The Legislature also took steps to achieve a more efficient, timely and fair administrative hearing process. The culmination of many year's efforts, the bills are intended to ensure a better quality, less costly and less time-consuming process for writing regulations and appealing decisions of a State agency.

A bipartisan group of legislators worked successfully to compel the Northern Alaskan Environmental Center to withdraw its appeal of Tech-Pogo, Inc.'s National Pollutant Discharge Elimination System permit. Their efforts ensured that Alaskans are working and resource development in our state is alive, well and open for business.

Therriault and Kott pointed to the major accomplishments of the Twenty-Third Legislature in areas most important to Alaskans:


  • Increased K-12 public education funding by $82 million.
  • Increased University of Alaska funding by $15.8 million, including $5.8 million for the public employees' and teachers' retirement systems.

Victim's Rights

  • Created Domestic Violence Fatality Review Teams in municipalities throughout Alaska, designed to analyze and review the facts surrounding domestic abuse fatalities.
  • Required judges to order that restitution be paid to victims who have suffered a financial loss.
  • Allowed prosecutors to use prior suppressed statements and evidence to cross-examine defendants who have changed their story.
  • Required police and prosecutors to notify crime victims of the Alaska Office of Victim's Rights.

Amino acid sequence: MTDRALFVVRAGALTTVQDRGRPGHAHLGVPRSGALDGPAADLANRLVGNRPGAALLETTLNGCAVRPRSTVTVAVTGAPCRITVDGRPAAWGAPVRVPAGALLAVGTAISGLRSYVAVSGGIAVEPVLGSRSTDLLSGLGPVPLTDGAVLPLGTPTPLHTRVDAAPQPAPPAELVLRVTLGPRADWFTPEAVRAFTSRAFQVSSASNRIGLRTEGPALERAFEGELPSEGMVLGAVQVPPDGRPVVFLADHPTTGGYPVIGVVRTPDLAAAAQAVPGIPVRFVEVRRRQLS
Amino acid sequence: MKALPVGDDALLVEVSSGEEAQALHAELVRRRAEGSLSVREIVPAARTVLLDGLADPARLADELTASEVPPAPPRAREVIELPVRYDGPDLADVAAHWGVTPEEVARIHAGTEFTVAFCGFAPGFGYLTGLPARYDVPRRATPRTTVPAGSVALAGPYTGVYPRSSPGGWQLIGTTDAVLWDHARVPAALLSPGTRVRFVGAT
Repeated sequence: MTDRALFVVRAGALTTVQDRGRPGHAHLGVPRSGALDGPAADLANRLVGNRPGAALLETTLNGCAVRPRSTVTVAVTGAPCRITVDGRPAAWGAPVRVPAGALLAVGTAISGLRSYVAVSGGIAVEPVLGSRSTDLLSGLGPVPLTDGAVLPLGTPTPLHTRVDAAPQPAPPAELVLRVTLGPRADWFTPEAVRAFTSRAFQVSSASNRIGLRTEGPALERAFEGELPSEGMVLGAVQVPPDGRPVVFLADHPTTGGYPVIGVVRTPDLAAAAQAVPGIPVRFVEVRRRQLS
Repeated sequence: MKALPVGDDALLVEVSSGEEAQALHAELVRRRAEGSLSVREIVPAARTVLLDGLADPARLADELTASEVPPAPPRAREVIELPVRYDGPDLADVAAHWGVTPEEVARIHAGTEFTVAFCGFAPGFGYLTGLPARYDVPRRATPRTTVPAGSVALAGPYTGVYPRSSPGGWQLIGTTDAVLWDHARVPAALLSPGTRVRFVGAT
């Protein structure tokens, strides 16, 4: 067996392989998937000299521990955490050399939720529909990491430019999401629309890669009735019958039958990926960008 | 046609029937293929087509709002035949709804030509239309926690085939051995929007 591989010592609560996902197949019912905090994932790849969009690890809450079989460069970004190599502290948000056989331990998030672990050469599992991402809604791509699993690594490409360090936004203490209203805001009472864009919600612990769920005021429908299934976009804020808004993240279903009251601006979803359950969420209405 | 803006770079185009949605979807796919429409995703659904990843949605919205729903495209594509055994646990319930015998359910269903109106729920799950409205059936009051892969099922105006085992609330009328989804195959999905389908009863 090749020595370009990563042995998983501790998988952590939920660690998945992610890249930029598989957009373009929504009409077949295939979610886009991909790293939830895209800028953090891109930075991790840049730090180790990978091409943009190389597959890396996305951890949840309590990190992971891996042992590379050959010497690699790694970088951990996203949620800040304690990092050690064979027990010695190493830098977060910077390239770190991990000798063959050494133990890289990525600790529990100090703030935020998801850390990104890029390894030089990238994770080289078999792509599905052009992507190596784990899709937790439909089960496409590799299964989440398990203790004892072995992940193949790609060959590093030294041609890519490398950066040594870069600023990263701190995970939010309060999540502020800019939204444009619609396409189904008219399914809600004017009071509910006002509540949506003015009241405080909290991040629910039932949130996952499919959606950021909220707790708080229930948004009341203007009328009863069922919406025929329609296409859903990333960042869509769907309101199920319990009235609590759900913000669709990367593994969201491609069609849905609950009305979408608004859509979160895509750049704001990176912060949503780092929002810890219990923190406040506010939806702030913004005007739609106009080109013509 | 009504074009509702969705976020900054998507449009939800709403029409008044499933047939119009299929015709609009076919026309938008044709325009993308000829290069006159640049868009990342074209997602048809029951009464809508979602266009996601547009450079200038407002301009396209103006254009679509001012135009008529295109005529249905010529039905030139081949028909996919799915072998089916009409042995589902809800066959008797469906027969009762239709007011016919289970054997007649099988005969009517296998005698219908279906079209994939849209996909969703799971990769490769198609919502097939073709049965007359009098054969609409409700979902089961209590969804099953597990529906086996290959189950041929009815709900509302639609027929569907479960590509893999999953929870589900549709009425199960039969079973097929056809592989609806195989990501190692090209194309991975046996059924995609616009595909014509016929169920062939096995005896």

• Closed the loophole in current law that requires that defense attorneys or defense investigators obtain consent from the parents of minors that they want to question, whether the interview is tape recorded or not. Under current law, parental consent is only required for interviews that are recorded.


  • SeniorCare will provide prescription drug subsidies or cash assistance to low-income seniors until the new Medicare prescription drug subsidy administered by the federal government becomes fully effective in 2006.
  • Extends the Special Education Service Agency for another nine years. Enables remote districts and communities that do not have local specialists to meet the needs of the local children with disabilities by employing professionals with specializations in various disabilities.

Resource/Economic Development

  • Authorized the Alaska Railroad to delineate a transportation and utility corridor from Eielson AFB to the Canadian border, and to investigate extending the railroad to connect with the North American rail system.
  • Allowed the Railroad Corporation to issue up to $500 million in tax-free revenue bonds, which would be secured through federal Department of Defense funds, to pay for extending a rail line to Delta Junction and Fort Greely.
  • Changed the tax structure of the Alaska Seafood Marketing Institute.
  • Reduced the Fisheries Business Tax rate for fishermen who sell their own catch from 5 percent to 3 percent, encouraging small-business Alaskan fishermen to process and sell their own fish.
  • Modified the salmon enhancement tax to include additional tax rates.
  • Provided operational flexibility for regional aquaculture associations.
  • Allowed for the development of a new and relatively untapped resource: coal bed methane. It is the goal of this legislature to drill for coal bed methane while protecting the environment by bringing this new resource under the same guidelines as the rest of the highly successful and safe development industry.


Source of News Release:

Alaska Republicans
Web Site